The corporate and strategy category of information (CSD) relates to firm background, market and competition, industry competitiveness and prevailing economic and political situations that can affect a firm.

Business strategy information is a complex but increasingly important subject in the face of globalisation and liberalisation. Strategy impacts many aspects of a firm and ultimately impacts a firm’s performance. Thus, strategy information becomes the fabric of a firm’s disclosure in the annual reports.

Financial and capital market data information (FCMD) covers the historical information presented in the accounts, including the key financial ratios, the review of the firm’s performance, and wealth creation, as well as the trend of volume of shares traded, market capitalisation and share prices.

Directors and senior management (DSMD) relates to information about their qualification, experience and positions held in the firm.

Forward-looking disclosure (FLD) refers to the information that relates to future prospects, forecasts, and potential of a firm.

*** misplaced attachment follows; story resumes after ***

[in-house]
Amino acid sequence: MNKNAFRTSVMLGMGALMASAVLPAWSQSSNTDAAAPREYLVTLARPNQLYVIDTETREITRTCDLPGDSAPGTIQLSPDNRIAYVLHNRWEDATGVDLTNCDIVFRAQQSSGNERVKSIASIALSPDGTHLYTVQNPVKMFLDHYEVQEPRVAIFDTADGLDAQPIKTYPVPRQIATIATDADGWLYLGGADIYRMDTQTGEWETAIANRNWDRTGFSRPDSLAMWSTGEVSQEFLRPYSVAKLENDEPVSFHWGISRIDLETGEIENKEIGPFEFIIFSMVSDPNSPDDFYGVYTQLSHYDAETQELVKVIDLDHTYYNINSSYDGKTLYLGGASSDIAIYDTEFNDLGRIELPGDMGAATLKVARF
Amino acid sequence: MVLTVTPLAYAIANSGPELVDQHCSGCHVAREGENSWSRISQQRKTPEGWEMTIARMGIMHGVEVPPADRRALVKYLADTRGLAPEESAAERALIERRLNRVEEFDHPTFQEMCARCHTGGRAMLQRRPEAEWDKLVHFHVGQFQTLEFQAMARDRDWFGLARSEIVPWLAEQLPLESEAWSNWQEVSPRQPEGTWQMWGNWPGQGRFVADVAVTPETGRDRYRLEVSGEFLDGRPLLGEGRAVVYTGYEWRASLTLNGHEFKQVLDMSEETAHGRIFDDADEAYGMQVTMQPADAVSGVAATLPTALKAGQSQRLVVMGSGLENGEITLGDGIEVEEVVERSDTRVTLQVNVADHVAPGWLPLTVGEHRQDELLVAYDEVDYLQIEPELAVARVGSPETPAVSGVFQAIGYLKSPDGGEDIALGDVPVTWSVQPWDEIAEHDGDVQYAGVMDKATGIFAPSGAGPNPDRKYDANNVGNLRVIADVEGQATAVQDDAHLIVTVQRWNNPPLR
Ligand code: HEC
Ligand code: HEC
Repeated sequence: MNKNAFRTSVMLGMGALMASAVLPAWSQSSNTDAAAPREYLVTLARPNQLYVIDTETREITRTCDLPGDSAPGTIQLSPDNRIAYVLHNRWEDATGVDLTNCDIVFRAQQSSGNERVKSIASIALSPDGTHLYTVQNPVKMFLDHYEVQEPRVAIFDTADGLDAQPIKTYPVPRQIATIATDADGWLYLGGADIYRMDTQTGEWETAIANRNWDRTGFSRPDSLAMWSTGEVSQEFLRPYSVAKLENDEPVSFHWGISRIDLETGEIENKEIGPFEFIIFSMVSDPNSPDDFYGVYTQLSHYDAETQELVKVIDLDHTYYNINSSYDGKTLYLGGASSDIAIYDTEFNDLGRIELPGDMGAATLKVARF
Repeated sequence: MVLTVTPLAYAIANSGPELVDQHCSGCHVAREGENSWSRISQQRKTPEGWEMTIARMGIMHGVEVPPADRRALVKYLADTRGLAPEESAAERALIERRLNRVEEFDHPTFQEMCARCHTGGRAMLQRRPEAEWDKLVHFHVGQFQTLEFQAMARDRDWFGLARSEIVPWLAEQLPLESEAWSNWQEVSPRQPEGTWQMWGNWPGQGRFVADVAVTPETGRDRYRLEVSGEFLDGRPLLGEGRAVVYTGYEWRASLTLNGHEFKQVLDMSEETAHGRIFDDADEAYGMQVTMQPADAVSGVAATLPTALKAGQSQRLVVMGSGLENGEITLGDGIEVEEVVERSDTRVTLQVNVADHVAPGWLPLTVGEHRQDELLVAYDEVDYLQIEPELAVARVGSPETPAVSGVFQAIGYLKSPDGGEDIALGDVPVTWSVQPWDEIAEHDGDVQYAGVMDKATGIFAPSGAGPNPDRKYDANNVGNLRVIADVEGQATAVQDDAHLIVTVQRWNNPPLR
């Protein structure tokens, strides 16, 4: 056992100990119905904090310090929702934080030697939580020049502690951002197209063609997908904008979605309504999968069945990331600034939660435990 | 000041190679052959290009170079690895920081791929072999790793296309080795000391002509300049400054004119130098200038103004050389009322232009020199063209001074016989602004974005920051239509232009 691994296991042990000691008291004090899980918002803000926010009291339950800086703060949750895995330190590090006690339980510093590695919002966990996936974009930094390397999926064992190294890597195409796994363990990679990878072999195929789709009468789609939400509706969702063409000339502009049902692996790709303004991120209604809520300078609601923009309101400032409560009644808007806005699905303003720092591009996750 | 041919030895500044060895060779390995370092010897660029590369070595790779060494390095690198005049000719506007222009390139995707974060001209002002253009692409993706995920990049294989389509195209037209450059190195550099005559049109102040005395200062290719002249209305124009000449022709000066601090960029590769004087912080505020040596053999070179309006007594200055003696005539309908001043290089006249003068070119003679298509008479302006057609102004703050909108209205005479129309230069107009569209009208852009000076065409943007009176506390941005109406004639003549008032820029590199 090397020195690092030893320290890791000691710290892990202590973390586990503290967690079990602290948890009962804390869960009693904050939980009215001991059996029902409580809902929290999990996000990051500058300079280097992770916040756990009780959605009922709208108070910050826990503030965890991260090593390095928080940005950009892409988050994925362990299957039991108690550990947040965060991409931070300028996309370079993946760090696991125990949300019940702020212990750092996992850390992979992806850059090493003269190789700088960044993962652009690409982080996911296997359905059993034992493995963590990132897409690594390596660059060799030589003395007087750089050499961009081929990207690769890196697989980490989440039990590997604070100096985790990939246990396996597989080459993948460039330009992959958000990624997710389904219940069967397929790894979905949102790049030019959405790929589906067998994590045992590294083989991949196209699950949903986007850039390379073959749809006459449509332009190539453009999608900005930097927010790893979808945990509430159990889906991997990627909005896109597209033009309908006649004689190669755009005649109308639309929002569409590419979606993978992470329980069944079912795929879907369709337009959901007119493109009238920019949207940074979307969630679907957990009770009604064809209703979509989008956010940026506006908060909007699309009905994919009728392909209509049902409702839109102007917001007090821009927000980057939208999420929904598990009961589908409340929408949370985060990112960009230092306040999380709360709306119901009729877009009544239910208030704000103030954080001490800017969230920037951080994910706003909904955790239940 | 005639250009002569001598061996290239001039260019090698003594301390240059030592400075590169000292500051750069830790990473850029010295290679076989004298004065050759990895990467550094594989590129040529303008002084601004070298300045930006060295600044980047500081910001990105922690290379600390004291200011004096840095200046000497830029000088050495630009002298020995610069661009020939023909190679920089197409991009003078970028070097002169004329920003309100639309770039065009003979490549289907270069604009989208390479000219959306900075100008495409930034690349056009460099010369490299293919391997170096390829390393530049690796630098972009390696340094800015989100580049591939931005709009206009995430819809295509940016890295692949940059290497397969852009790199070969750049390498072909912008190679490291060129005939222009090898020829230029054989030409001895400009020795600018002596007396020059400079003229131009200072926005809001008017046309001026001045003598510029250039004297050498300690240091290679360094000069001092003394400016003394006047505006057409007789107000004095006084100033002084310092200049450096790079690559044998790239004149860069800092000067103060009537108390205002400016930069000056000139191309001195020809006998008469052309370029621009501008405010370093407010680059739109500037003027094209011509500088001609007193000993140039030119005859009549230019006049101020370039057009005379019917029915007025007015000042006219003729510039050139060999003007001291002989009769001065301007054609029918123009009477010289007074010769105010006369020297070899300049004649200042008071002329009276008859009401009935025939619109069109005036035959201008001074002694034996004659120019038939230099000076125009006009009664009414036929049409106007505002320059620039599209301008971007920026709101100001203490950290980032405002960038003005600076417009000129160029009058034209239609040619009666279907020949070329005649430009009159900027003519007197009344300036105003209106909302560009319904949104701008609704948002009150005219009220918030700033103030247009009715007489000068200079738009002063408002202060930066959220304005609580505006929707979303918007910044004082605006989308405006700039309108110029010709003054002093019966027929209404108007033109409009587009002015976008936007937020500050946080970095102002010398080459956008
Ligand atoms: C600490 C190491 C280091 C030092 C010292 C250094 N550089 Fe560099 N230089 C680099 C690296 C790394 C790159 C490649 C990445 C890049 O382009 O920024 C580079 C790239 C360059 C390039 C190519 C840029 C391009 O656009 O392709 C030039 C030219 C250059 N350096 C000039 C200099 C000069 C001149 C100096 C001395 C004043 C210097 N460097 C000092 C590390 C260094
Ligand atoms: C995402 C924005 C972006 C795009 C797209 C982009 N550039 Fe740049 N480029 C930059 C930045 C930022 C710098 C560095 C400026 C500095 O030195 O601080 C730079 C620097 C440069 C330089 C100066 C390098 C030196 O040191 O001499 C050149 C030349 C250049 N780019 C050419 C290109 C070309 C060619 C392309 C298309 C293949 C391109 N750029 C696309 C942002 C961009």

Corporate social responsibility (CSRD) covers information about corporate philanthropy, environment, employees, and other information pertinent to society. Corporate social responsibility (CSR) itself has been the subject of substantial academic research. Voluntary disclosure of this information may be used to reinforce the community’s perception of management’s responsiveness to specific social responsibility issues and to legitimise corporate actions.

Due regard is given to CSR communicated to stakeholders in annual reports. Students are reminded of the importance of this concept whereby companies integrate social and environmental concerns in their business operations and in their interaction with their stakeholders on a voluntary basis.

CSR endeavours can make a significant contribution towards sustainability and competitiveness, both in Malaysia and globally. CSR is more relevant than ever in the context of economic crises. It can help to build (and rebuild) trust in business, which is vital for the health of Malaysia’s market economy. It can also point the way to new forms of value creation based on addressing societal challenges, which may represent a way out of a crisis.

On the whole, it has been found that the extent of voluntary disclosure increased from 22.97% in 1996 to 34.12% in 2006. Statistically, this increase is significant. Notwithstanding the increase, the overall extent of voluntary disclosure is generally low.